Do you feel like The Ethicurean makes a difference?
Butter Bitch: There’s a lot of concern around the food we eat, and anything that makes it easier for people to inform themselves and make educated choices is helpful. The Ethicurean has spawned this great community, with people all over the world chiming in on what it means to cook and eat locally and sustainably. 

So much of what used to be common cultural knowledge has been lost when it comes to preparing whole foods — people are starting to wake up to that loss, and sites like the Ethicurean give them a great place to start.

Man of La Muncha: I'm pleased with the progress of “Ask The Ethicurean” (ATE for short), which is our chance to research tricky questions for our readers. Some of the questions — like whether or not to eat fish — don't have simple answers, but at the least, we can help people begin to understand complex issues. I think that the ATE feature has the potential to have a big impact.

Omniwhore: The Ethicurean is dynamic in that it offers great information for newbies, who haven't thought much about the source of their food, and yet it also manages to attract diehard foodies who have been devoted to eating SOLE food before it was even cool. I think this creates a more compassionate, community-oriented philosophy. The beauty of it is that you have to be a little bit curious about food to even find us.   

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What's nice about having a group blog? What's the downside?
Dairy Queen: The upsides are numerous. I love reading the others’ posts because I always learn something, as we each have different strengths and interests. The Bitch and the Man are sophisticated wine tasters and cooks; Omniho is doing some hands-on farming and has an amazing ability to crack people up as well as make you teary; Corn Maven grew up on a working farm and pays the most attention to GMOs; Miss Steak comes from a food-politics-immersed family; and I have an ex-vegetarian's zeal for the ethics of meat-eating.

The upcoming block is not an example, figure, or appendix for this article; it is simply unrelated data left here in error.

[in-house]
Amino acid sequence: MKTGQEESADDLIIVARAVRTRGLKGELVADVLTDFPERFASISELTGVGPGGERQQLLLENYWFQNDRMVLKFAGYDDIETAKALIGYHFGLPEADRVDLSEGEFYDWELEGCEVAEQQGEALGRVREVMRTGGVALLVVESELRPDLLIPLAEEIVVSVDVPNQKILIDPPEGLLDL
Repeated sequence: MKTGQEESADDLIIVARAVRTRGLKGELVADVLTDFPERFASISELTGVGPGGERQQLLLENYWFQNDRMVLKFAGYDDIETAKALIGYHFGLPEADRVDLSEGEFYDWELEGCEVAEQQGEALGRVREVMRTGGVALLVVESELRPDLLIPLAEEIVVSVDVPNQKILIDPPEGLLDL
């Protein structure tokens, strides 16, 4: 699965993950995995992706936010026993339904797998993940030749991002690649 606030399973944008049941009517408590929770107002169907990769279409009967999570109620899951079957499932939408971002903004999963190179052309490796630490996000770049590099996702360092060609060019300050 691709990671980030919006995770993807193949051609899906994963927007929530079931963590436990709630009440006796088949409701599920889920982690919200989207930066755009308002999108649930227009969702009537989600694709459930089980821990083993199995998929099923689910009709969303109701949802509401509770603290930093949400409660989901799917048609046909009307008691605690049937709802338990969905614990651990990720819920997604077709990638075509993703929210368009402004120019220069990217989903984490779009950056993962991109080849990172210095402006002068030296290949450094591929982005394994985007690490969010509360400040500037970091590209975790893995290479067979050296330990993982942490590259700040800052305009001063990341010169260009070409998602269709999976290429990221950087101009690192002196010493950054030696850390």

To me, the only downsides are that, as the Bitch said, some of us have less time than others, and we're a little lopsided geographically — we could use some writers on the East Coast and in the South.

Miss Steak: When I do post, I love the awareness I bring to my food choices the week before, how the wheels start turning, how I look at everything through a certain lens. And then, to have an audience for what you produce, so you're not just writing into a black hole, that's a pretty powerful model. 

Downside? My time-management skills are poor and I have a hard time incorporating posting into my routine on a regular basis. If it were just me, no one would know about my slackitude, but when there are others ... they know! 

Corn Maven: I love the diversity in the ideas we share and in what we care most deeply about, both on the page and off. Our particular model of collaboration works well for us; we are constantly emailing each other and using the wiki to brainstorm and keep track of things. 

The downside for me is my work schedule and the time it takes for me to write. Because of my Iowa farm background, I struggle with a bit with my emotions regarding food and farming, and the sometimes devastating impact of politics and corporations on them.

p(bio). Liz Crain is a writer based in Portland, Oregon.